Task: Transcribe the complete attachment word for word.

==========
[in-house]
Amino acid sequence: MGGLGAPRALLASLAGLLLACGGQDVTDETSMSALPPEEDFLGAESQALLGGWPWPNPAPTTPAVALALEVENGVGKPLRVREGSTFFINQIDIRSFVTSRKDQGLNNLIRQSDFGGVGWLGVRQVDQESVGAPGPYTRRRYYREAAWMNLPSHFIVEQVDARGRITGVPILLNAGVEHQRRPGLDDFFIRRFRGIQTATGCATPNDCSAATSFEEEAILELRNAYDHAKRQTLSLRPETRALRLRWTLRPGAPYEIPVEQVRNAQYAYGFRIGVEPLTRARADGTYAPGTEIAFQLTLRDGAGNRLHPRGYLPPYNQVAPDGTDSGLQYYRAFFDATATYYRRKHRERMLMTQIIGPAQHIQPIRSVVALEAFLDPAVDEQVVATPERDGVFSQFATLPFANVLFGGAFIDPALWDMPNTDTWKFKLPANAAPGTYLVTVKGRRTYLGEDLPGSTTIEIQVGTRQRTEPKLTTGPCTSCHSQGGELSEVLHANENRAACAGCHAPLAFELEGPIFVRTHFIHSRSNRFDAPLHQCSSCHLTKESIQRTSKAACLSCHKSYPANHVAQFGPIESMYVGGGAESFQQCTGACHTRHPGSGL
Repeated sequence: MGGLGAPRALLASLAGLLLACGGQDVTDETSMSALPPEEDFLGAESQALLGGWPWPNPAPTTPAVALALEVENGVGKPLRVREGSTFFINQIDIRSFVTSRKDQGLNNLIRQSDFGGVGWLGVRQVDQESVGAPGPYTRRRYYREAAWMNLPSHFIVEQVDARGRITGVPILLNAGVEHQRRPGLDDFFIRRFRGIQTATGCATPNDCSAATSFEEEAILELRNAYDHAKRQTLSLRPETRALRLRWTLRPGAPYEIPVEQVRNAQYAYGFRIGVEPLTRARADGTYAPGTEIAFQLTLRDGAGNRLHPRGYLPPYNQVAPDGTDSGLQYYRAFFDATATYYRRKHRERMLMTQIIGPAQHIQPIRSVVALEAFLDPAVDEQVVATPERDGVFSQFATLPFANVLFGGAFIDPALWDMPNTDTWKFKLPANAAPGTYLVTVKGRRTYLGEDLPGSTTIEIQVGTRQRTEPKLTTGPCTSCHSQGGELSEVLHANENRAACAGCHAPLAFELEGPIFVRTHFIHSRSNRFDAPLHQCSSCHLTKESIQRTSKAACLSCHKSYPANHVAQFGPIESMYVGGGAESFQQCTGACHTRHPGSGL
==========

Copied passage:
[in-house]
Amino acid sequence: MGGLGAPRALLASLAGLLLACGGQDVTDETSMSALPPEEDFLGAESQALLGGWPWPNPAPTTPAVALALEVENGVGKPLRVREGSTFFINQIDIRSFVTSRKDQGLNNLIRQSDFGGVGWLGVRQVDQESVGAPGPYTRRRYYREAAWMNLPSHFIVEQVDARGRITGVPILLNAGVEHQRRPGLDDFFIRRFRGIQTATGCATPNDCSAATSFEEEAILELRNAYDHAKRQTLSLRPETRALRLRWTLRPGAPYEIPVEQVRNAQYAYGFRIGVEPLTRARADGTYAPGTEIAFQLTLRDGAGNRLHPRGYLPPYNQVAPDGTDSGLQYYRAFFDATATYYRRKHRERMLMTQIIGPAQHIQPIRSVVALEAFLDPAVDEQVVATPERDGVFSQFATLPFANVLFGGAFIDPALWDMPNTDTWKFKLPANAAPGTYLVTVKGRRTYLGEDLPGSTTIEIQVGTRQRTEPKLTTGPCTSCHSQGGELSEVLHANENRAACAGCHAPLAFELEGPIFVRTHFIHSRSNRFDAPLHQCSSCHLTKESIQRTSKAACLSCHKSYPANHVAQFGPIESMYVGGGAESFQQCTGACHTRHPGSGL
Repeated sequence: MGGLGAPRALLASLAGLLLACGGQDVTDETSMSALPPEEDFLGAESQALLGGWPWPNPAPTTPAVALALEVENGVGKPLRVREGSTFFINQIDIRSFVTSRKDQGLNNLIRQSDFGGVGWLGVRQVDQESVGAPGPYTRRRYYREAAWMNLPSHFIVEQVDARGRITGVPILLNAGVEHQRRPGLDDFFIRRFRGIQTATGCATPNDCSAATSFEEEAILELRNAYDHAKRQTLSLRPETRALRLRWTLRPGAPYEIPVEQVRNAQYAYGFRIGVEPLTRARADGTYAPGTEIAFQLTLRDGAGNRLHPRGYLPPYNQVAPDGTDSGLQYYRAFFDATATYYRRKHRERMLMTQIIGPAQHIQPIRSVVALEAFLDPAVDEQVVATPERDGVFSQFATLPFANVLFGGAFIDPALWDMPNTDTWKFKLPANAAPGTYLVTVKGRRTYLGEDLPGSTTIEIQVGTRQRTEPKLTTGPCTSCHSQGGELSEVLHANENRAACAGCHAPLAFELEGPIFVRTHFIHSRSNRFDAPLHQCSSCHLTKESIQRTSKAACLSCHKSYPANHVAQFGPIESMYVGGGAESFQQCTGACHTRHPGSGL